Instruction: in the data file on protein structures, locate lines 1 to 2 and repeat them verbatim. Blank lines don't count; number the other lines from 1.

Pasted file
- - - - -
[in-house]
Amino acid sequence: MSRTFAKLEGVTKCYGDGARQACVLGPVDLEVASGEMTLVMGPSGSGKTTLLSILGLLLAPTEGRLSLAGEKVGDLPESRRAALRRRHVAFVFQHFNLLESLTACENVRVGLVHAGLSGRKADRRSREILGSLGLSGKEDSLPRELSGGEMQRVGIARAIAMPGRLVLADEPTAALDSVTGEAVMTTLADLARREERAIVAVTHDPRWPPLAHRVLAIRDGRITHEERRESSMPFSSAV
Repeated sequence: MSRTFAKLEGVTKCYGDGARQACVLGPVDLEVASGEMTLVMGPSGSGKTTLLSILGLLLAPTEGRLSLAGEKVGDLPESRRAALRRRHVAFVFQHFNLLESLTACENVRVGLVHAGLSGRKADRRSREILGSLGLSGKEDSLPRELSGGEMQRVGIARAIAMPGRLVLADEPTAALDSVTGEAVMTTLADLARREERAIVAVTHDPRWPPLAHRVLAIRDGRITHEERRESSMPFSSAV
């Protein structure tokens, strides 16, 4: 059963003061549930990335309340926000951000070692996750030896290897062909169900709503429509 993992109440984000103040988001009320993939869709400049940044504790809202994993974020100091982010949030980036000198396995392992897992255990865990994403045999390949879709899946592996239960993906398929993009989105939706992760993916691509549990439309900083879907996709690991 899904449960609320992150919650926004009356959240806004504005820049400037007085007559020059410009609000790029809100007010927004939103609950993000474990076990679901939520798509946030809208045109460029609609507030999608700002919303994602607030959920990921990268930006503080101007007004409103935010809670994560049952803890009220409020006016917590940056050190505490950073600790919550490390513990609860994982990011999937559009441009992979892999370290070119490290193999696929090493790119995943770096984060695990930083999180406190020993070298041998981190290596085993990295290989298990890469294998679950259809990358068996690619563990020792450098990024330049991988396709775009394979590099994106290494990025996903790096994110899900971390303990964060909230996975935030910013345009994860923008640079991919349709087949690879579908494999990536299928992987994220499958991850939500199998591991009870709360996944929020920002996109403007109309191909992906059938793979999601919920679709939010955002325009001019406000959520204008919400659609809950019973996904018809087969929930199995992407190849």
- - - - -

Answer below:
[in-house]
Amino acid sequence: MSRTFAKLEGVTKCYGDGARQACVLGPVDLEVASGEMTLVMGPSGSGKTTLLSILGLLLAPTEGRLSLAGEKVGDLPESRRAALRRRHVAFVFQHFNLLESLTACENVRVGLVHAGLSGRKADRRSREILGSLGLSGKEDSLPRELSGGEMQRVGIARAIAMPGRLVLADEPTAALDSVTGEAVMTTLADLARREERAIVAVTHDPRWPPLAHRVLAIRDGRITHEERRESSMPFSSAV